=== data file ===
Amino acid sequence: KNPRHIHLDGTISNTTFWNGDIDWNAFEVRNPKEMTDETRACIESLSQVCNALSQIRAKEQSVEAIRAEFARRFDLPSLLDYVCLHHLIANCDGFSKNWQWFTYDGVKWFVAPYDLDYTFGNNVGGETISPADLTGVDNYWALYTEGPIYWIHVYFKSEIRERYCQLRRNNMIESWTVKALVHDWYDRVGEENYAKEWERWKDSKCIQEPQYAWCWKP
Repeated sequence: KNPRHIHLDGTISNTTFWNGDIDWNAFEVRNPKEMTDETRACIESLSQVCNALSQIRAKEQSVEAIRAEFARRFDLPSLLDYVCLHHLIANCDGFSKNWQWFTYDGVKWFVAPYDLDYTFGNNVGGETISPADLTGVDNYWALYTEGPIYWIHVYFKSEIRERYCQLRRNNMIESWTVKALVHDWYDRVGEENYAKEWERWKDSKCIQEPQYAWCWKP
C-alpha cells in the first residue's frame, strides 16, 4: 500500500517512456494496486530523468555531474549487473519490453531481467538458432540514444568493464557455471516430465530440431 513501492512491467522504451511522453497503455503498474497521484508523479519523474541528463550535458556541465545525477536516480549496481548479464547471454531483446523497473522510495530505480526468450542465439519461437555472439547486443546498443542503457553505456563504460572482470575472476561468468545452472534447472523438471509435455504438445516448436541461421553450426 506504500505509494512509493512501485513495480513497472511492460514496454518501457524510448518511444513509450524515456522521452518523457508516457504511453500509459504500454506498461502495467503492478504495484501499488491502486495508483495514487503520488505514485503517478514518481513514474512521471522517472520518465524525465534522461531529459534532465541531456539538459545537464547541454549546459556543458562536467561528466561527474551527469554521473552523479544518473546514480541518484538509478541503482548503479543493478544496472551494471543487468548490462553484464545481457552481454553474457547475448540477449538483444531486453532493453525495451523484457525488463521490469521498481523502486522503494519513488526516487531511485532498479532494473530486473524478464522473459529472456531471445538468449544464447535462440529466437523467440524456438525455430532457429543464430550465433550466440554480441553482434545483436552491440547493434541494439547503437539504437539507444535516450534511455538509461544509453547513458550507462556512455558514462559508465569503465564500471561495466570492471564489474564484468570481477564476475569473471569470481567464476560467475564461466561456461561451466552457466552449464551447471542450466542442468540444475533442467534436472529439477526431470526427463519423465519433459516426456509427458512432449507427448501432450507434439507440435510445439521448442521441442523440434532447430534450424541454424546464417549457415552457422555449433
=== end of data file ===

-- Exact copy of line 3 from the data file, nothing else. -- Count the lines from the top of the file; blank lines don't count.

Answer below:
C-alpha cells in the first residue's frame, strides 16, 4: 500500500517512456494496486530523468555531474549487473519490453531481467538458432540514444568493464557455471516430465530440431 513501492512491467522504451511522453497503455503498474497521484508523479519523474541528463550535458556541465545525477536516480549496481548479464547471454531483446523497473522510495530505480526468450542465439519461437555472439547486443546498443542503457553505456563504460572482470575472476561468468545452472534447472523438471509435455504438445516448436541461421553450426 506504500505509494512509493512501485513495480513497472511492460514496454518501457524510448518511444513509450524515456522521452518523457508516457504511453500509459504500454506498461502495467503492478504495484501499488491502486495508483495514487503520488505514485503517478514518481513514474512521471522517472520518465524525465534522461531529459534532465541531456539538459545537464547541454549546459556543458562536467561528466561527474551527469554521473552523479544518473546514480541518484538509478541503482548503479543493478544496472551494471543487468548490462553484464545481457552481454553474457547475448540477449538483444531486453532493453525495451523484457525488463521490469521498481523502486522503494519513488526516487531511485532498479532494473530486473524478464522473459529472456531471445538468449544464447535462440529466437523467440524456438525455430532457429543464430550465433550466440554480441553482434545483436552491440547493434541494439547503437539504437539507444535516450534511455538509461544509453547513458550507462556512455558514462559508465569503465564500471561495466570492471564489474564484468570481477564476475569473471569470481567464476560467475564461466561456461561451466552457466552449464551447471542450466542442468540444475533442467534436472529439477526431470526427463519423465519433459516426456509427458512432449507427448501432450507434439507440435510445439521448442521441442523440434532447430534450424541454424546464417549457415552457422555449433